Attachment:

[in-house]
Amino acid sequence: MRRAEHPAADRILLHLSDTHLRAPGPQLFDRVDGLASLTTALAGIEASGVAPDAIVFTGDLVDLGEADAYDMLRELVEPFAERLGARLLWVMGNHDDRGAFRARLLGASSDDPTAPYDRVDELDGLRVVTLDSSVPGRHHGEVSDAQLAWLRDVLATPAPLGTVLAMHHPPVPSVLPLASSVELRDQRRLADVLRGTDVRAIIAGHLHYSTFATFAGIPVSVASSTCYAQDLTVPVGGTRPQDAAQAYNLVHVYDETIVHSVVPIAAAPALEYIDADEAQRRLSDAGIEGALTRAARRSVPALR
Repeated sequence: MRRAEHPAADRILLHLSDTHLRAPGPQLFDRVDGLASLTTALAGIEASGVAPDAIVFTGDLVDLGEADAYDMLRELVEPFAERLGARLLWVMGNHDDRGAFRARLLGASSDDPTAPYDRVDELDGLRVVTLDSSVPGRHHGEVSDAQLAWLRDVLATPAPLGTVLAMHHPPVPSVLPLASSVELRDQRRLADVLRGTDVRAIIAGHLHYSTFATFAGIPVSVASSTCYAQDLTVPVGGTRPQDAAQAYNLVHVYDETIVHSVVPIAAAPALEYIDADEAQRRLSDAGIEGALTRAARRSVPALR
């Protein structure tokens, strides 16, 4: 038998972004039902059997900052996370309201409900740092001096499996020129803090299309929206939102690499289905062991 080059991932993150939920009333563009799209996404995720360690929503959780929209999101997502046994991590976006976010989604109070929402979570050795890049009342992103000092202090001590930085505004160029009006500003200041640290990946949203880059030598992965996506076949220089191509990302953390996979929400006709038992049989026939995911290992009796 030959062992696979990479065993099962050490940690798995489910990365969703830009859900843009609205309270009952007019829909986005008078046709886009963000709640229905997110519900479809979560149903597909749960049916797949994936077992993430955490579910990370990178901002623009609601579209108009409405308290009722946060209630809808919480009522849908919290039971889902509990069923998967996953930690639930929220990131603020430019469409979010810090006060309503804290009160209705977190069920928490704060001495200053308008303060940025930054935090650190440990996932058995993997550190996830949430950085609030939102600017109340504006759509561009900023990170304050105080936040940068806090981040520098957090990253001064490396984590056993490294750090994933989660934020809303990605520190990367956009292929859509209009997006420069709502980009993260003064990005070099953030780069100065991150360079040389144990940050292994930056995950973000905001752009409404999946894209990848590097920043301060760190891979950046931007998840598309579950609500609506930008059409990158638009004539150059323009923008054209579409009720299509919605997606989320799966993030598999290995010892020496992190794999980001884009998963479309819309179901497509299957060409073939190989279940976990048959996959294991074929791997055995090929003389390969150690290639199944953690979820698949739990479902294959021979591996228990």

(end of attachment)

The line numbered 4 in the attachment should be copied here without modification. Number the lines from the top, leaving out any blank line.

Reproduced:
């Protein structure tokens, strides 16, 4: 038998972004039902059997900052996370309201409900740092001096499996020129803090299309929206939102690499289905062991 080059991932993150939920009333563009799209996404995720360690929503959780929209999101997502046994991590976006976010989604109070929402979570050795890049009342992103000092202090001590930085505004160029009006500003200041640290990946949203880059030598992965996506076949220089191509990302953390996979929400006709038992049989026939995911290992009796 030959062992696979990479065993099962050490940690798995489910990365969703830009859900843009609205309270009952007019829909986005008078046709886009963000709640229905997110519900479809979560149903597909749960049916797949994936077992993430955490579910990370990178901002623009609601579209108009409405308290009722946060209630809808919480009522849908919290039971889902509990069923998967996953930690639930929220990131603020430019469409979010810090006060309503804290009160209705977190069920928490704060001495200053308008303060940025930054935090650190440990996932058995993997550190996830949430950085609030939102600017109340504006759509561009900023990170304050105080936040940068806090981040520098957090990253001064490396984590056993490294750090994933989660934020809303990605520190990367956009292929859509209009997006420069709502980009993260003064990005070099953030780069100065991150360079040389144990940050292994930056995950973000905001752009409404999946894209990848590097920043301060760190891979950046931007998840598309579950609500609506930008059409990158638009004539150059323009923008054209579409009720299509919605997606989320799966993030598999290995010892020496992190794999980001884009998963479309819309179901497509299957060409073939190989279940976990048959996959294991074929791997055995090929003389390969150690290639199944953690979820698949739990479902294959021979591996228990």